He warns me when some jackass with an iguana on his shoulder has entered the room. Rebecca Skloot, writing for The New York Times, discusses new revisions being proposed by the Department of Justice for the ‘Americans With Disabilities Act’ regarding the definition of service animals…
…because a growing number of people believe the world of service animals has gotten out of control: first it was guide dogs for the blind; now it’s monkeys for quadriplegia and agoraphobia, guide miniature horses, a goat for muscular dystrophy, a parrot for psychosis and any number of animals for anxiety, including cats, ferrets, pigs, at least one iguana and a duck. They’re all showing up in stores and in restaurants, which is perfectly legal because the Americans With Disabilities Act (A.D.A.) requires that service animals be allowed wherever their owners want to go.
The article makes a convincing case for those seeing-eye horses as well as the capuchin monkeys who make independent living possible for quadriplegics, but clearly some people are taking advantage of the law. So what can a restaurant owner do if a diner walks in with, say, his syphilis duck? Under current law, one is allowed to ask two questions: “Is that a trained service animal?” and “What task is it trained to do?” (And try not to seat it too near the dyslexia mongoose at table three.)
2 thoughts on “This Is My Anxiety Lemur”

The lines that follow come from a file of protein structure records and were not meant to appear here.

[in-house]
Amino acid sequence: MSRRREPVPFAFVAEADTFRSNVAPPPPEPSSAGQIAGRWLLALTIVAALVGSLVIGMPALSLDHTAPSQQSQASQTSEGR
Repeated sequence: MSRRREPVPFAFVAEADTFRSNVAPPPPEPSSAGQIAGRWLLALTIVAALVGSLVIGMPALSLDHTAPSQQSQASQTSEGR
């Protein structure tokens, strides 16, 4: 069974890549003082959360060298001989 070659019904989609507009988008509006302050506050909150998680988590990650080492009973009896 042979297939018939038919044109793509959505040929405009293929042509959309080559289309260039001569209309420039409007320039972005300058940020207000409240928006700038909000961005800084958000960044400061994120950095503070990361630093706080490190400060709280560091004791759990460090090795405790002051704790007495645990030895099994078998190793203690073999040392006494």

Oh please. I believe the correct diagnosis for this woman is narcissistic personality disorder.
It’s not so much the number or type of service animals that can be a problem as the environment they’re in. At a community center where I worked, a member who had two service dogs (for depression) had them run up and down the side of the center’s pool while she swam. Some children were scared of the dogs, parents screamed at our employees about allergies and health issues, and one of her dogs slipped and fell in the pool one day, causing total pandemonium. It’s not my place to challenge her need for the dogs or her right to bring them everywhere, but I wish she’d been as sensitive to others around her as she demanded sensitivity of others. There were plenty of quiet times and adult times she could have swum with the dogs present, but she made a point of coming during open times, and then she’d be upset that kids would ask her questions or want to pet her dogs.